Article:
Congress enacted the Trust Fund Recovery Penalty Statute to encourage prompt payment of withheld and other collected payroll taxes by allowing the Internal Revenue Service to assert a liability against responsible third parties [IRC 6672]. The amount of the penalty imposed by the statute for failure to comply with its provisions is measured by the payroll taxes required to be collected or collected and not paid over. That is why the liability is referred to as a "100% Penalty." The penalty is civil in nature, not criminal.
Congress clearly restricted the provisions of IRC 6672 to "Trust Fund" taxes as defined in IRC 7501. In other words, the penalty only applies to collected or withheld payroll taxes that are imposed on persons other than the party who collects payroll taxes, accounts for payroll taxes, and pays over such payroll taxes.
There are two major tests to determine if someone is subject to the provisions of IRC 6672. They are primarily questions of fact and may be stated as follows: (1) Whether the party against whom the penalty is proposed had the duty to account for payroll taxes, collect payroll taxes, and turn over trust fund payroll taxes; and (2) Whether he or she willful failed to perform this duty relating to the trust fund payroll taxes.
In general, the IRS has the right to pursue any person who meets the tests, even if he was not an officer or employee of the corporation which originally collected the payroll tax problem.
The penalty can be assessed against more than one person. It is not unusual for the IRS to assess the penalty for payroll tax problem against several responsible persons. In the event that the IRS assesses several persons for trust fund payroll taxes, it may collect the entire liability from any of those persons.
When a corporation fails to pay payroll taxes, the IRS may proceed against the persons responsible for the nonpayment of such payroll taxes. IRC 6672 provides statutory authority for imposing a Trust Fund Recovery Penalty on "any person required to collect payroll taxes, truthfully account for payroll taxes, and pay over collected payroll taxes" who willfully fails to collect such payroll taxes or willfully attempts in any manner to evade or defeat such payroll taxes or payment thereof. Generally, two conditions must be met in order to assess and collect the Trust Fund Recovery Penalty tax: (1) The taxpayer must be a responsible person for such payroll taxes, and (2) The taxpayer's conduct must be willful in relation to the mishandling of such payroll taxes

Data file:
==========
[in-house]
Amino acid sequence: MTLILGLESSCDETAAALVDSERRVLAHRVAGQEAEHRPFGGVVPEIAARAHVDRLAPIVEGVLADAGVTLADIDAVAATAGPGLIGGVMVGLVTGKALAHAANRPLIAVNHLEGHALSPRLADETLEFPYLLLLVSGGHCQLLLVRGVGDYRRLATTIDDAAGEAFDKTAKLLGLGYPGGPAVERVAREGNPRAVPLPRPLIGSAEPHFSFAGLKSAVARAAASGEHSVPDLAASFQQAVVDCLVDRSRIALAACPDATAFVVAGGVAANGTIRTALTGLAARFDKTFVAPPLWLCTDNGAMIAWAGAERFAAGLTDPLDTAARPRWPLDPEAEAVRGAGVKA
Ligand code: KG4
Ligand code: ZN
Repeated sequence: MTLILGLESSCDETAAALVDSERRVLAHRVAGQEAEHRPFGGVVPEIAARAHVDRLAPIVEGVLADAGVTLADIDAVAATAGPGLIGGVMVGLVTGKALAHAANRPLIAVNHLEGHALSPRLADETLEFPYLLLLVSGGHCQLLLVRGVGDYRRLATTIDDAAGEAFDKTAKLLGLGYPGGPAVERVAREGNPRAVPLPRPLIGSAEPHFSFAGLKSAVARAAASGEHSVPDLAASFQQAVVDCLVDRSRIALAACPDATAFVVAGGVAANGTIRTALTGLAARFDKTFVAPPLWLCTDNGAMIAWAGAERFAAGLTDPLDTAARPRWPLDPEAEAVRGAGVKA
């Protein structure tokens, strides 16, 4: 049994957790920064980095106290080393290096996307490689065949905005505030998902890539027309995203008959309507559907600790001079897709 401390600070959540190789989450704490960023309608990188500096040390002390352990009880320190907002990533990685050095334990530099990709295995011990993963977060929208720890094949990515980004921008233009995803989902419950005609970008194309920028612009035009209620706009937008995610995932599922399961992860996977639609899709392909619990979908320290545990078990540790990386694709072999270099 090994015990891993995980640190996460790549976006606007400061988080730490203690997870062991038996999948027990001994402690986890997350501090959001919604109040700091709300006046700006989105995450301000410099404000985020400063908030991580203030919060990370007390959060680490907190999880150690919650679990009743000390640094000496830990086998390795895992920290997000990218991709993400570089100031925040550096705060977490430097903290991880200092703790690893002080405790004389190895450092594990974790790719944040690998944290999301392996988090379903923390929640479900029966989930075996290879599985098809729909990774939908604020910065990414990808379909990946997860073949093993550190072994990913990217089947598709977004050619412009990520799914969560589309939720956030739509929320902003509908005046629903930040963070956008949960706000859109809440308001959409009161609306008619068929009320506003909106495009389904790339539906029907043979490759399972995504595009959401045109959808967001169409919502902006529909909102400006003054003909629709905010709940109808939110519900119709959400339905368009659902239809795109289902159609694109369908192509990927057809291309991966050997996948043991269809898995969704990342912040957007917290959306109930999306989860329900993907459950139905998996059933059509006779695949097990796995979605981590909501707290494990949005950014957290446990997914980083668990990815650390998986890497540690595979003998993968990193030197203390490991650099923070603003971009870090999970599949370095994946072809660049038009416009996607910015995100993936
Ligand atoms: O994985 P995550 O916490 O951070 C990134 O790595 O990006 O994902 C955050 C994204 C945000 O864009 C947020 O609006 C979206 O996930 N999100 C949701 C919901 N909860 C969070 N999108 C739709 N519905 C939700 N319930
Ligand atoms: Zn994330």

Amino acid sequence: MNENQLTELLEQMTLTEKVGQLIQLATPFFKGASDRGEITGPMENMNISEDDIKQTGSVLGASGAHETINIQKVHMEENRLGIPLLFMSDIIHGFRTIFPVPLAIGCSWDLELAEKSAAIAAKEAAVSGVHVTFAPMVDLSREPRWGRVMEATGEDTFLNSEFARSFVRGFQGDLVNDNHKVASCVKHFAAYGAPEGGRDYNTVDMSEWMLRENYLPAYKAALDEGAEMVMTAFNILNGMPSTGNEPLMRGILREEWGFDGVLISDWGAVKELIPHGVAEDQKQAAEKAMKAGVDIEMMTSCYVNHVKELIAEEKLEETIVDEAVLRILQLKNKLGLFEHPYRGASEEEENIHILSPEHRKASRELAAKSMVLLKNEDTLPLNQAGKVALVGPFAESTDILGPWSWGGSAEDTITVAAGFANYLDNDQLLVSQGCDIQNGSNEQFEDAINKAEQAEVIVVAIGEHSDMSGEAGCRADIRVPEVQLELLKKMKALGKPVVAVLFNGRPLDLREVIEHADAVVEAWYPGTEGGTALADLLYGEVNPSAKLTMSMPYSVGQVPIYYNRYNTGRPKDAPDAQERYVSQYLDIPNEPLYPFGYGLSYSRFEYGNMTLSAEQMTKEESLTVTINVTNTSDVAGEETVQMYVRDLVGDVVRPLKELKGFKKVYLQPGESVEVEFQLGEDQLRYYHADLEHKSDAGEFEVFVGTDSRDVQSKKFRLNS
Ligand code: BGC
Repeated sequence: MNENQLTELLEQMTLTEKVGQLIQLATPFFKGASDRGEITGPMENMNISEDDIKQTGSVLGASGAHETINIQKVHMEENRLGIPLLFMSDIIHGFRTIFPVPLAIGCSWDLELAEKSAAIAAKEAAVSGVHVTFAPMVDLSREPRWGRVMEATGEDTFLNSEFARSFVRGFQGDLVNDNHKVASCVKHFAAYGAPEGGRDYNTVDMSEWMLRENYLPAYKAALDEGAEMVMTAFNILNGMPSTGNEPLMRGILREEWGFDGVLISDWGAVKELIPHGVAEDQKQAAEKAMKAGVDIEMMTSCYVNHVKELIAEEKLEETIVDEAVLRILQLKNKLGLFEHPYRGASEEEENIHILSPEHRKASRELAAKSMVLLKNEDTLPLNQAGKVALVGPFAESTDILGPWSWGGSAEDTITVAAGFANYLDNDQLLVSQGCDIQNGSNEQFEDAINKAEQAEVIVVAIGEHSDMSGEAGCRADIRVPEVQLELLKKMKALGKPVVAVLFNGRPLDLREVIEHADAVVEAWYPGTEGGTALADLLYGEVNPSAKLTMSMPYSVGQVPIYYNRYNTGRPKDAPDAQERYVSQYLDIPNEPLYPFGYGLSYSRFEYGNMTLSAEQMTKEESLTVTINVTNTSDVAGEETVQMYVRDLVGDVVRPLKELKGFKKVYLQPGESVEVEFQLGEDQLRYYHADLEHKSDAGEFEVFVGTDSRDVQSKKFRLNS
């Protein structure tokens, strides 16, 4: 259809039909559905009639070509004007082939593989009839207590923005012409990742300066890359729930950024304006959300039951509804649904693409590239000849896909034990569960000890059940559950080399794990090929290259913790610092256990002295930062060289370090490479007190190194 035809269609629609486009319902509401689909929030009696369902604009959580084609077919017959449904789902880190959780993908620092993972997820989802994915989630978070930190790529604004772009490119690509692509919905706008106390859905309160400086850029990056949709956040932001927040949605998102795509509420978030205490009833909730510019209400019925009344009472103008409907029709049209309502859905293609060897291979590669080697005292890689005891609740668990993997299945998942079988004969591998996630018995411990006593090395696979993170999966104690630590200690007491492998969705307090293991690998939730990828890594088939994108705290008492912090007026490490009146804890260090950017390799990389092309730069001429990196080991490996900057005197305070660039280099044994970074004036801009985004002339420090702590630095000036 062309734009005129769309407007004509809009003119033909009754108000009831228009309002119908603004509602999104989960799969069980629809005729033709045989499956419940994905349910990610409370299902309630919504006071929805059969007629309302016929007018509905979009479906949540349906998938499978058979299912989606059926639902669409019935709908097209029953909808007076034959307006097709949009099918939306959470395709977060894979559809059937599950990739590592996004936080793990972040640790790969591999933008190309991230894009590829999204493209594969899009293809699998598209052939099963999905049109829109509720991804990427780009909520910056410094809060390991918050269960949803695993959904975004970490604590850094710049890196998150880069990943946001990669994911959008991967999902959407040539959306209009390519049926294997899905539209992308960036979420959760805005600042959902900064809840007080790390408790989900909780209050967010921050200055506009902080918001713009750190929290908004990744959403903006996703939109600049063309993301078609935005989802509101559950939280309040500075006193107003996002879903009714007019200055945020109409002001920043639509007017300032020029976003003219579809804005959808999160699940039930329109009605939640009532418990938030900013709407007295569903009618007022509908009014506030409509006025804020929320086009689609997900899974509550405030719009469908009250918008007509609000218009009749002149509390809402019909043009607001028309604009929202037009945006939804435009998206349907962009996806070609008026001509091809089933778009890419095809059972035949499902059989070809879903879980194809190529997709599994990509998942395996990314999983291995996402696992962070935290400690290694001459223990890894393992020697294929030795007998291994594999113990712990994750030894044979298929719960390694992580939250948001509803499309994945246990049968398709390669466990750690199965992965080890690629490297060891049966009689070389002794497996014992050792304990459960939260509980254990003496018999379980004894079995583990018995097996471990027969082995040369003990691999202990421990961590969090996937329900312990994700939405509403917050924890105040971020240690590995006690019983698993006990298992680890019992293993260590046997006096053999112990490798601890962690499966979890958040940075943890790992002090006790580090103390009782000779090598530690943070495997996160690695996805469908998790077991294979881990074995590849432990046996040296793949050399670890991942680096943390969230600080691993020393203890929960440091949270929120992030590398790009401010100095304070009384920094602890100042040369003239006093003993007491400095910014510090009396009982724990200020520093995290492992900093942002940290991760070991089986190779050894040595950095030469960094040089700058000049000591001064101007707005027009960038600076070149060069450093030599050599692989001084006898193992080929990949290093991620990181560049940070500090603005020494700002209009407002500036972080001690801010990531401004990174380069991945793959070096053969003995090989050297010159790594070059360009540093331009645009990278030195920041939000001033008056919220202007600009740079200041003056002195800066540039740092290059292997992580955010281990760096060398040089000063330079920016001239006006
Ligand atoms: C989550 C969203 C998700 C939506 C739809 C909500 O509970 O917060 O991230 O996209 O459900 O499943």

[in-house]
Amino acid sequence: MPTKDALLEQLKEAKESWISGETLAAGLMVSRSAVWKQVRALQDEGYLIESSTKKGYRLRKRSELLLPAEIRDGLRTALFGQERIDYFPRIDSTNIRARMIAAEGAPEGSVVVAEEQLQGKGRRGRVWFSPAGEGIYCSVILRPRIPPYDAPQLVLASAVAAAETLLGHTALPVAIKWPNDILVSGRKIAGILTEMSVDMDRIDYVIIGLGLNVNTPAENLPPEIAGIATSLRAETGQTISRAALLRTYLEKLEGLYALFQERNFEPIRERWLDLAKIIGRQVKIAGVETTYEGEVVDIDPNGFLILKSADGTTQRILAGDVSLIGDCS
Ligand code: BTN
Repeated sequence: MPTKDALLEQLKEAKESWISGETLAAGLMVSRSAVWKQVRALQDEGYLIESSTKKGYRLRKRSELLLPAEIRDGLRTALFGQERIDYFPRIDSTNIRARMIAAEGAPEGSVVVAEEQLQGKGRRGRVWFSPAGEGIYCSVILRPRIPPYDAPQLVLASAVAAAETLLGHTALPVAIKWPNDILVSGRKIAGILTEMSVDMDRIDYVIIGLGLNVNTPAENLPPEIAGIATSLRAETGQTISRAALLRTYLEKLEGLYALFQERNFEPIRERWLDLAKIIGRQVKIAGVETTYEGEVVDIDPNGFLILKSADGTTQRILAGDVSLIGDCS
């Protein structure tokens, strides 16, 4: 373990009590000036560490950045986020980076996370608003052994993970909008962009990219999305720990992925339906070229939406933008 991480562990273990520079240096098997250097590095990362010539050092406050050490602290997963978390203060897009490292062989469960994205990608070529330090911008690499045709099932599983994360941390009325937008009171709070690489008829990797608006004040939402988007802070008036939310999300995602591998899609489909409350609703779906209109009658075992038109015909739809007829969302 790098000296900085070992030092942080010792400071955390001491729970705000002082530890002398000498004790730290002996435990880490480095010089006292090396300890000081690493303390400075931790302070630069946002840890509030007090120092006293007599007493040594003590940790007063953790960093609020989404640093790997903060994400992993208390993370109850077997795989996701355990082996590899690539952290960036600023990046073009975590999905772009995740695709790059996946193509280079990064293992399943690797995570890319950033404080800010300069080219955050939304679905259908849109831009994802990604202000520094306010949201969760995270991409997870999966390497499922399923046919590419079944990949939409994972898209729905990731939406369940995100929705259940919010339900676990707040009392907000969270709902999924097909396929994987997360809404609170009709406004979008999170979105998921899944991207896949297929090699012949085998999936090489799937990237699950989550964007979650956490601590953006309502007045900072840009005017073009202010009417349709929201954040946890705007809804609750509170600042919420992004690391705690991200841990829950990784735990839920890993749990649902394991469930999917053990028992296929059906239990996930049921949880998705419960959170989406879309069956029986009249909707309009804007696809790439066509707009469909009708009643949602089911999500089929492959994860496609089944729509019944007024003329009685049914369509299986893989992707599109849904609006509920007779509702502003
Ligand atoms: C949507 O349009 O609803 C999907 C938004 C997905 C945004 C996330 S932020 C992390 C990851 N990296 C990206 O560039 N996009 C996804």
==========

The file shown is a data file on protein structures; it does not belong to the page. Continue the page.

The key to liability for payroll taxes under Section 6672 is control of finances within the employer corporation: the power to control the decision-making process by which the employer corporation allocates funds to other creditors in preference to its withholding payroll taxes obligations. Liability attaches to those with power and responsibility within the corporate structure for seeing that the taxes withheld from various sources are remitted to the Government. This duty is generally found in high corporate officials charged with general control over corporate business affairs who participate in decisions concerning payment of creditors and disbursal of funds.
The IRS must prove and establish a second element for liability under the Trust Fund Recover Penalty for payroll taxes. That element is "willfulness." A responsible person need not have failed to pay the payroll taxes with a fraudulent or evil purpose. That person must merely be shown to have knowingly and intentionally disregarded the duty to pay trust fund payroll taxes to the IRS. "Willfulness" can be defined as "an act is willful if it is voluntary, conscious, and intentional. A responsible person acted willfully if he 'knowingly' used available funds to prefer other creditors to the IRS